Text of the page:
The finished Colossus is to be pitted against a contemporary general-purpose PC in a code-breaking race. The raw fodder for the race is a set of messages encrypted using Nazi ciphers and transmitted by amateur radio enthusiasts in Germany.
It's all in support of a new National Museum of Computing, based at Bletchley. What a cool idea -- I'm now officially planning a day-trip to Bletchley to see the museum.
Link to BBC Colossus reborn story, Link to BBC crypto race story (via Futurismic)
He had no working machines to look at because, on Churchill's orders, the Colossus machines were dismantled once the war was over. Many parts, mostly the 1500 valves, went back to telephone exchanges and the rest were broken into pieces "no bigger than a man's hand".
Mr Sale has tracked down the few living engineers who worked on the project and plumbed their expertise to guide the rebuilding effort...
The German participants in the code-cracking challenge will transmit three enciphered messages - one hard, one very hard and one ultra hard.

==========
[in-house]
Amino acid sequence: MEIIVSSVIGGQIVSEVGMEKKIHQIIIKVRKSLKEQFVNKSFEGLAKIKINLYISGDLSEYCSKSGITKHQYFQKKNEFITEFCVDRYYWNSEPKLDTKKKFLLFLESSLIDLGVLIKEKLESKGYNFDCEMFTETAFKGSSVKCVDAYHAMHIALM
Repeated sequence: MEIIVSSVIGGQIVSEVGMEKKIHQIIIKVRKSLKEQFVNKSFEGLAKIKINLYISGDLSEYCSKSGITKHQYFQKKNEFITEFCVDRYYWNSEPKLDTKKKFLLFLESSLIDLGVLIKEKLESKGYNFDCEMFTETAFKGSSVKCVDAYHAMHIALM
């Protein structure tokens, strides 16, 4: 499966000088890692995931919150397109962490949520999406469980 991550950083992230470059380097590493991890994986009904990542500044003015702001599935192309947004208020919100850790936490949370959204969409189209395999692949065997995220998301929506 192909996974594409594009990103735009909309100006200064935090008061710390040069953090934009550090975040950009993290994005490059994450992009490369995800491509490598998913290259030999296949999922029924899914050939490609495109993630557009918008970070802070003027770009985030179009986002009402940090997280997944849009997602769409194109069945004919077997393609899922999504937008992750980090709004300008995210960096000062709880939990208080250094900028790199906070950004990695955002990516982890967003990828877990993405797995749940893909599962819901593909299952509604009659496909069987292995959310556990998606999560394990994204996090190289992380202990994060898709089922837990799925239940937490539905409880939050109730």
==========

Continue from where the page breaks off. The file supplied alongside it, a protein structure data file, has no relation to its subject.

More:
The BBC's Rory Cellan-Jones said there was a "busy and business-like" atmosphere at Bletchley as the code cracking attempts got underway.
"We've seen webcam video of the Germans preparing to send the first signals," he said.
I write books. My latest is a YA science fiction novel called Homeland (it's the sequel to Little Brother). More books: Rapture of the Nerds (a novel, with Charlie Stross); With a Little Help (short stories); and The Great Big Beautiful Tomorrow (novella and nonfic). I speak all over the place and I tweet and tumble, too.